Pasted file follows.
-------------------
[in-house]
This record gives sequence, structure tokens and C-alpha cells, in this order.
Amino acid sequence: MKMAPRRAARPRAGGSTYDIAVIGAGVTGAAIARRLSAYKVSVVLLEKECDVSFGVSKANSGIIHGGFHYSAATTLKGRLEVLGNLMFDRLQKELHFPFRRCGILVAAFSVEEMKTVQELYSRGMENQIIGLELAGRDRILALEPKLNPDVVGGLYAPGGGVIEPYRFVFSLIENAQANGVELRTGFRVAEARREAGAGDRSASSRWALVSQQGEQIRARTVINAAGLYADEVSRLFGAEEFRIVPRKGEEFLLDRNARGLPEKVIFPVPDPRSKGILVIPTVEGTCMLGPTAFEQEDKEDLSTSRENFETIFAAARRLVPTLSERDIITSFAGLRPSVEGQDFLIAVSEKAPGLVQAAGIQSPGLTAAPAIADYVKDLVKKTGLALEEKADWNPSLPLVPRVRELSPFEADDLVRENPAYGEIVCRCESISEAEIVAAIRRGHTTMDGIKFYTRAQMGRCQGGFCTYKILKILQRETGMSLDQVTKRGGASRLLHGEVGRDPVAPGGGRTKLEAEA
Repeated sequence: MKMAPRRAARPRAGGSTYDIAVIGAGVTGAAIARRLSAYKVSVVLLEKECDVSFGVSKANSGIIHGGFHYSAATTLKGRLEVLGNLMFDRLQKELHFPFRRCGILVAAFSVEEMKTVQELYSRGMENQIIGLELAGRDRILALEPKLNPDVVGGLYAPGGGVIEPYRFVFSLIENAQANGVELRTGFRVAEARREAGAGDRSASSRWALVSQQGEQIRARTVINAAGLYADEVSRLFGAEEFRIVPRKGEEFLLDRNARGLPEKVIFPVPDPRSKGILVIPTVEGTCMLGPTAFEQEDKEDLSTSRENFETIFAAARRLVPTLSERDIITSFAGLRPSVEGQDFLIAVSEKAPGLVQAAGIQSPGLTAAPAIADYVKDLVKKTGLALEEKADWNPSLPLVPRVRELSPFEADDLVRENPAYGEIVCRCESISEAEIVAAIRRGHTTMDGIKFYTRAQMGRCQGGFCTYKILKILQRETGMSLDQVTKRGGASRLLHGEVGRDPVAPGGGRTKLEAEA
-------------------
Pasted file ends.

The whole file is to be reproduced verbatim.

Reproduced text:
[in-house]
This record gives sequence, structure tokens and C-alpha cells, in this order.
Amino acid sequence: MKMAPRRAARPRAGGSTYDIAVIGAGVTGAAIARRLSAYKVSVVLLEKECDVSFGVSKANSGIIHGGFHYSAATTLKGRLEVLGNLMFDRLQKELHFPFRRCGILVAAFSVEEMKTVQELYSRGMENQIIGLELAGRDRILALEPKLNPDVVGGLYAPGGGVIEPYRFVFSLIENAQANGVELRTGFRVAEARREAGAGDRSASSRWALVSQQGEQIRARTVINAAGLYADEVSRLFGAEEFRIVPRKGEEFLLDRNARGLPEKVIFPVPDPRSKGILVIPTVEGTCMLGPTAFEQEDKEDLSTSRENFETIFAAARRLVPTLSERDIITSFAGLRPSVEGQDFLIAVSEKAPGLVQAAGIQSPGLTAAPAIADYVKDLVKKTGLALEEKADWNPSLPLVPRVRELSPFEADDLVRENPAYGEIVCRCESISEAEIVAAIRRGHTTMDGIKFYTRAQMGRCQGGFCTYKILKILQRETGMSLDQVTKRGGASRLLHGEVGRDPVAPGGGRTKLEAEA
Repeated sequence: MKMAPRRAARPRAGGSTYDIAVIGAGVTGAAIARRLSAYKVSVVLLEKECDVSFGVSKANSGIIHGGFHYSAATTLKGRLEVLGNLMFDRLQKELHFPFRRCGILVAAFSVEEMKTVQELYSRGMENQIIGLELAGRDRILALEPKLNPDVVGGLYAPGGGVIEPYRFVFSLIENAQANGVELRTGFRVAEARREAGAGDRSASSRWALVSQQGEQIRARTVINAAGLYADEVSRLFGAEEFRIVPRKGEEFLLDRNARGLPEKVIFPVPDPRSKGILVIPTVEGTCMLGPTAFEQEDKEDLSTSRENFETIFAAARRLVPTLSERDIITSFAGLRPSVEGQDFLIAVSEKAPGLVQAAGIQSPGLTAAPAIADYVKDLVKKTGLALEEKADWNPSLPLVPRVRELSPFEADDLVRENPAYGEIVCRCESISEAEIVAAIRRGHTTMDGIKFYTRAQMGRCQGGFCTYKILKILQRETGMSLDQVTKRGGASRLLHGEVGRDPVAPGGGRTKLEAEA